tc ‡ Several mss (B F G P 0278 33 81 323 1505 1739 1881 al bo) read ἀπαρχήν (aparchēn, “as a firstfruit”; i.e., as the first converts) instead of ἀπ᾿ ἀρχῆς (ap archēs, “from the beginning,” found in א D K L Ψ 1175 1241 M it sa), but this seems more likely to be a change by scribes who thought of the early churches in general in this way. But Paul would not be likely to call the Thessalonians “the firstfruits” among his converts. Further, ἀπαρχή (aparchē, “firstfruit”) is a well-worn term in Paul’s letters (Rom 8:23; 11:16; 16:5; 1 Cor 15:20, 23; 16:15), while ἀπ᾿ ἀρχῆς occurs nowhere else in Paul. Scribes might be expected to change the text to the more familiar term. Nevertheless, a decision is difficult (see arguments for ἀπαρχήν in TCGNT 568), and ἀπ᾿ ἀρχῆς must be preferred only slightly.

(0.16) (2Th 2:3)

tc Most mss (A D F G Ψ 1175 1241 1505 M al lat sy) read ἁμαρτίας (hamartias, “of sin”) here, but several significant mss (א B 0278 6 81 1739 1881 2464 al co) read ἀνομίας (anomias, “of lawlessness”). Although external support for ἁμαρτίας is broader, the generally earlier and better witnesses are on the side of ἀνομίας. Internally, since ἁμαρτία (hamartia, “sin”) occurs nearly ten times as often as ἀνομία (anomia, “lawlessness”) in the corpus Paulinum, scribes would be expected to change the text to the more familiar term. At the same time, the mention of ἀνομία in v. 7 and ὁ ἄνομος (ho anomos, “the lawless one”) in v. 8, both of which look back to v. 3, may have prompted scribes to change the text toward ἀνομίας. The internal evidence is thus fairly evenly balanced. Although a decision is difficult, ἀνομίας has slightly greater probability of authenticity than ἁμαρτίας.

(0.16) (1Th 5:3)

tcδέ (de, “now”) is found in א2 B D 0226 6 1505 1739 1881 2464 al, but lacking in א* A F G 33 it. γάρ (gar, “for”) is the reading of the Byzantine text and a few other witnesses (Ψ 0278 1175 1241 M al). Although normally the shorter reading is to be preferred, the external evidence is superior for δέ (being found in the somewhat better Alexandrian and Western witnesses). What, then, is to explain the γάρ? Scribes were prone to replace δέ with γάρ, especially in sentences suggesting a causal or explanatory idea, thus making the point more explicit. Internally, the omission of δέ looks unintentional, a case of homoioarcton (otandelegwsin). Although a decision is difficult, in this instance δέ has the best credentials for authenticity.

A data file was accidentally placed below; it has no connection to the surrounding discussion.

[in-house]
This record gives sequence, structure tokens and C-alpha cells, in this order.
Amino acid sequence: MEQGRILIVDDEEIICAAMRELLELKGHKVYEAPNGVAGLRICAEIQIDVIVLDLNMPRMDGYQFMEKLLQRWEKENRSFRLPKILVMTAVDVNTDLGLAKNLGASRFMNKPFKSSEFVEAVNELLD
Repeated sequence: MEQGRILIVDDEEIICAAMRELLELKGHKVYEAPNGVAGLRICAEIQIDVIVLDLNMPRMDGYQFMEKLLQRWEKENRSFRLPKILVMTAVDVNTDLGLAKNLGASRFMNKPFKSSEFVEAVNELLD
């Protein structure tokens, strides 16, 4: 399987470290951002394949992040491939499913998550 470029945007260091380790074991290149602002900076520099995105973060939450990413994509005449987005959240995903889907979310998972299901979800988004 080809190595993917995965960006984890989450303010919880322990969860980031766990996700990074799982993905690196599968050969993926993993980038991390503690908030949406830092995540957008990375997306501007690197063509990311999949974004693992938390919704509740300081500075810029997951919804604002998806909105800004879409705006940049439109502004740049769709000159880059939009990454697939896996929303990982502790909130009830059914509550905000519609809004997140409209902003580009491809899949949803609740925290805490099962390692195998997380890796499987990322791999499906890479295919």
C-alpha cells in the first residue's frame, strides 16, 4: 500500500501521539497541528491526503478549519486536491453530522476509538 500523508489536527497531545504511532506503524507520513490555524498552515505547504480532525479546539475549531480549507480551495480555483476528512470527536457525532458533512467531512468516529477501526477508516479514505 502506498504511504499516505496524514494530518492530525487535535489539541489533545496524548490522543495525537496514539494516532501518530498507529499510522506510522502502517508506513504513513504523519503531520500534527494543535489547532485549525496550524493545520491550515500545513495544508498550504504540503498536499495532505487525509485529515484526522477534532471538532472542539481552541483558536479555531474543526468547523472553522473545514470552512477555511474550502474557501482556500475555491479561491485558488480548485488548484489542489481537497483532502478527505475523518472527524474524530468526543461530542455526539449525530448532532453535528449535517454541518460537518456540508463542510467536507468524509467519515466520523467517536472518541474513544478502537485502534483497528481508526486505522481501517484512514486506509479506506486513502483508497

(0.16) (Col 2:23)

tc ‡ The vast bulk of witnesses, including some very significant ones (א A C D F G H Ψ 075 0278 33 1175 1881 2464 M lat sy), have καί (kai) here, but the shorter reading is supported by some early and significant witnesses (P46 B 1739 b m Hil Ambst Spec). The καί looks to be a motivated reading in that it makes ἀφειδία (apheidia) “the third in a series of datives after ἐν, rather than an instrumental dative qualifying the previous prepositional phrase” (TCGNT 556). At the same time, the omission of καί could possibly have been unintentional. A decision is difficult, but the shorter reading is slightly preferred. NA28 puts καί in brackets, indicating doubts as to its authenticity.